Tag Archives: Bioprocessing

Dr. Adam Elhofy – Chief Science Officer at Essential Pharmaceuticals, LLC

Adam ElhofyDr. Adam Elhofy is the Chief Science Officer at Essential Pharmaceuticals, LLC. Dr. Elhofy developed the core technology for the Ess line of products and aided in creating patents around novel uses of materials. He has over 14 years of scientific research experience in the areas of immunology, neuroscience, and oncology. He was funded by both the National Institutes of Health and the Multiple Sclerosis society as an investigator at Northwestern University Medical School.

His doctoral research won him the award of the Top 5 trainee scientists by the American Association of Immunologists. Dr. Elhofy has 14 scientific publications in peer reviewed journals. He has played a variety of roles with start-up biotech companies ranging from Principal Investigator to Director of Corporate Development.

Tell us a little about Cell-Ess and how it fills a need in the industry for bio-processing?

For Process Development Scientists and Manufacturers, Cell-Ess is a media supplement and feed that is added to CHO cell media platforms to provide an additional increase in productivity while improving protein quality.  Cell-Ess is unique in that it can be added across different clones, media schemes and cell backbones to improve titer, even in previously optimized systems.  Further, Cell-Ess increases per cell productivity, which reduces issues downstream during purification since it does not increase biomass.  Finally, Cell-Ess not only improves titer, but it also improves glycosylation, which means that one does not have to sacrifice titer for quality.

What do you hope the audience will learn from attending this webinar?

The audience will learn how lipids may be a critical and overlooked player in protein formation, production, and quality, but have been a challenge to deliver to cells due to issues with solubility and stability.  In addition, they will learn how adding in lipids via a novel delivery mechanism will aid in increasing titer.  The talk will also demonstrate how potential improvements in Golgi function increase glycan pattern consistency and higher order glycosylation.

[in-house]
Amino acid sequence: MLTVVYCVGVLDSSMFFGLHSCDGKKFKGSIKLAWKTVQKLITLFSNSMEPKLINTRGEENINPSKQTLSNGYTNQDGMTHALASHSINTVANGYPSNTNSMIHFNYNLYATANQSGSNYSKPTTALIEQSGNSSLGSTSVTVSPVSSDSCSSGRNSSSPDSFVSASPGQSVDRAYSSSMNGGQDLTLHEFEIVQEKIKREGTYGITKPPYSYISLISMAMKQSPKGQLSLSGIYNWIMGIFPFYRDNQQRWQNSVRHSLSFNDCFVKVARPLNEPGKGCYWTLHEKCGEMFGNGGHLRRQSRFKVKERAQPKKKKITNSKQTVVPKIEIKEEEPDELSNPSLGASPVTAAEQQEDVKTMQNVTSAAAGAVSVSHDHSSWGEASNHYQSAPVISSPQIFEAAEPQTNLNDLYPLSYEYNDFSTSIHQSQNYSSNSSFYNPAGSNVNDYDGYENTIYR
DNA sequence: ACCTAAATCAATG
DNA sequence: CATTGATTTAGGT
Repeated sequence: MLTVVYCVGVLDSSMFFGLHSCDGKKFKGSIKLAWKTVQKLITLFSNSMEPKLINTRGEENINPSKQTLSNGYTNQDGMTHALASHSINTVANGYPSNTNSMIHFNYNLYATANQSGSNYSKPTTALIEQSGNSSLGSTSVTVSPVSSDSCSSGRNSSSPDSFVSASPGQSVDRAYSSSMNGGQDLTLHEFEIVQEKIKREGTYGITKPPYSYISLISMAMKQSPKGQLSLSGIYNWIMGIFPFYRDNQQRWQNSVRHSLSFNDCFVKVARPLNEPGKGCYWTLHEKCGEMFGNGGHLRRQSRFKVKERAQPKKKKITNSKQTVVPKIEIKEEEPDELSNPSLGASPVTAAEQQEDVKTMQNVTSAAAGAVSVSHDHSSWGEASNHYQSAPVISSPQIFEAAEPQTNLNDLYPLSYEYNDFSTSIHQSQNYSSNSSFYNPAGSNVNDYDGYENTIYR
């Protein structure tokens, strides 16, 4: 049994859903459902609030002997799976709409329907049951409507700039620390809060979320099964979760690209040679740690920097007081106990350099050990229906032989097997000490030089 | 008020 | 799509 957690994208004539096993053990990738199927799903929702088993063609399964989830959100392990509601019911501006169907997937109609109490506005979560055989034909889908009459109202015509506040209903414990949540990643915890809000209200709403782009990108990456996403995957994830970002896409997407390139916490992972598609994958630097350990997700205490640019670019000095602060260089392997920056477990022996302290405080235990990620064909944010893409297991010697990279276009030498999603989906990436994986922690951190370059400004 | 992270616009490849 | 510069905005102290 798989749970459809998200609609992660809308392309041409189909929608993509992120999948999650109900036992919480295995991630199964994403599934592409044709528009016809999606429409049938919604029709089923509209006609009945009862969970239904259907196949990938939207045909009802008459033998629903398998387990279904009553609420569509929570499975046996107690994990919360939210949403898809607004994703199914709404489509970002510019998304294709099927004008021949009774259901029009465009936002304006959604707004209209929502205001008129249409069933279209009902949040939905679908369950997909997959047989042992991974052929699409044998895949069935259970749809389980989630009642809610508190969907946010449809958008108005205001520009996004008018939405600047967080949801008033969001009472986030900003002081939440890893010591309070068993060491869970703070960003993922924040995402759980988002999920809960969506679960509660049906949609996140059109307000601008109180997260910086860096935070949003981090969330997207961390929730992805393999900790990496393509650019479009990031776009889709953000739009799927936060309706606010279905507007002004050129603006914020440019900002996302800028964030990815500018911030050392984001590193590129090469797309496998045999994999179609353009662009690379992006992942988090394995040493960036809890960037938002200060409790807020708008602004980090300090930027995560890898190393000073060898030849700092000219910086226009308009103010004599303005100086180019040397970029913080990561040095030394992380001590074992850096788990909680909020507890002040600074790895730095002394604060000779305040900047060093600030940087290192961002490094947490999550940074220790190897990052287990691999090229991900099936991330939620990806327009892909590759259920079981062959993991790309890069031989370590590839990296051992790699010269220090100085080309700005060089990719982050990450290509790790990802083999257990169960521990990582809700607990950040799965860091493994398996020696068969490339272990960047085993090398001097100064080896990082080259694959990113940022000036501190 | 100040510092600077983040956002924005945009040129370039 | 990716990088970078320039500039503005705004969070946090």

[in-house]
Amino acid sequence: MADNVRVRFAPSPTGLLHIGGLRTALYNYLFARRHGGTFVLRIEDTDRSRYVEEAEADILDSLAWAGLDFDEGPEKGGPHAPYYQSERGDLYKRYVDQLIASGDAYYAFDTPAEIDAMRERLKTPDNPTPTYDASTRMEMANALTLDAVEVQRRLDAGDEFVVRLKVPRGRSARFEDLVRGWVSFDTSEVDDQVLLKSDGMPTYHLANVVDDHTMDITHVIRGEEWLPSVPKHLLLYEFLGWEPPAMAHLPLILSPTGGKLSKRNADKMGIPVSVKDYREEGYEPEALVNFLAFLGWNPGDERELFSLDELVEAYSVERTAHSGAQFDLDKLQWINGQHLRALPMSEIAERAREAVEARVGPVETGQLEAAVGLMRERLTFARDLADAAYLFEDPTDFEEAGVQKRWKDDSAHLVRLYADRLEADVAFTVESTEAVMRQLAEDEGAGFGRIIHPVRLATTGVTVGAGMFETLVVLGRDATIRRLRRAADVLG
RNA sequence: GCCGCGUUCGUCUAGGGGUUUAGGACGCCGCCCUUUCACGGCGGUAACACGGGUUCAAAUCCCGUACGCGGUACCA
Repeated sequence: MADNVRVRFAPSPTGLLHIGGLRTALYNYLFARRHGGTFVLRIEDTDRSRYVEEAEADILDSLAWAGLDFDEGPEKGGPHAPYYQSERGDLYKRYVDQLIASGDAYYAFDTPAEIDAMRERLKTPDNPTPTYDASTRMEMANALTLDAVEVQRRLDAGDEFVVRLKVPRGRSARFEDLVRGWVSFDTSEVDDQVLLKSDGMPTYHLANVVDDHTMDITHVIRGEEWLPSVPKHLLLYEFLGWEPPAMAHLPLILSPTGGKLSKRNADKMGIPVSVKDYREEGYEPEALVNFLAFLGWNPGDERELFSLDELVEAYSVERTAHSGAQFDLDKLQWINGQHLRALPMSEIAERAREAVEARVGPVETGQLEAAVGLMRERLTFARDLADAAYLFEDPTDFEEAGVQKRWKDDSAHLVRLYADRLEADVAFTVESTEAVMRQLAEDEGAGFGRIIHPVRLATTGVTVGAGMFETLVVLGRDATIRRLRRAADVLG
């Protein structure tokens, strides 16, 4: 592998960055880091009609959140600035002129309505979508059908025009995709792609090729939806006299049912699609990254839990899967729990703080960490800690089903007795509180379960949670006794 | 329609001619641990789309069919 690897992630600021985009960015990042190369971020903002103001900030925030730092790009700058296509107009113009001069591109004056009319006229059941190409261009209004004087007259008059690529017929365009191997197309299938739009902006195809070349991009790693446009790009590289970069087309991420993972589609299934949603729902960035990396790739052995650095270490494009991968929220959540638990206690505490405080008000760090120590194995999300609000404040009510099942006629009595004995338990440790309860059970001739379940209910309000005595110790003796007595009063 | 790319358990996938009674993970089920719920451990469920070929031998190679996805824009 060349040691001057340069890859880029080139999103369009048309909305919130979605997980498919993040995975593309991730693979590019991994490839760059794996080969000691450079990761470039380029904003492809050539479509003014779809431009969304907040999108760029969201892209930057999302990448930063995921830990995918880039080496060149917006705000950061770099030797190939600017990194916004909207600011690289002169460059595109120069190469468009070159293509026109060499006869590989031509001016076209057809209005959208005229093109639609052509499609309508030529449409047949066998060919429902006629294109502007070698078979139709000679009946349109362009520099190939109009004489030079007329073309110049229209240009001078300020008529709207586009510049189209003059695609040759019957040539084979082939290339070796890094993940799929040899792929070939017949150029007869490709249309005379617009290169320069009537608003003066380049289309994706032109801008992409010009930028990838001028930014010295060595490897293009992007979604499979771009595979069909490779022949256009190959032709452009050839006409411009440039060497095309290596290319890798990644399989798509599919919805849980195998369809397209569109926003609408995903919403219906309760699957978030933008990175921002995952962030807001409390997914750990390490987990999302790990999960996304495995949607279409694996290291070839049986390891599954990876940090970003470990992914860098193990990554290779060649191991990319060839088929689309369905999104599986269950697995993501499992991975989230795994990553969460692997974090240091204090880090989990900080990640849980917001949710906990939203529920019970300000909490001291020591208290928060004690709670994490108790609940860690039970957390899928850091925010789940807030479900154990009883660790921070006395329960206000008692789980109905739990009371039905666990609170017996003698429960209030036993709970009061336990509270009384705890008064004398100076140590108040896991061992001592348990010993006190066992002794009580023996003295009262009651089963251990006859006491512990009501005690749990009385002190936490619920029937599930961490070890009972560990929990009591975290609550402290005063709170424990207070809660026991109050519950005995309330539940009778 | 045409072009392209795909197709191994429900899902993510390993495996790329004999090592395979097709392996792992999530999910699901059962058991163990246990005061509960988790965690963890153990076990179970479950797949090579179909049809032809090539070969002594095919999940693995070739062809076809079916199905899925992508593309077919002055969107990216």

What do you find most challenging in this industry?

We hear many different challenges when we speak with biopharmaceutical companies.  Therefore, there are several hurdles we face when collaborating with them to address their challenges.  The first is trying to understand what the objectives are of the end users.  In some cases, the stated simple objective is not really the end goal, so trying to understand the unique goals of each group has been a challenge.  Sometimes there are added hurdles for companies when they aren’t able to share their most pressing issues and needs upfront.  The second part is the much bigger challenge of crafting a method to utilize Cell-Ess within the pre-defined parameters to reach the target.  Since every biopharmaceutical company has different (sometimes proprietary) practices, we strive to ensure that our recommendations are robust enough for every scenario.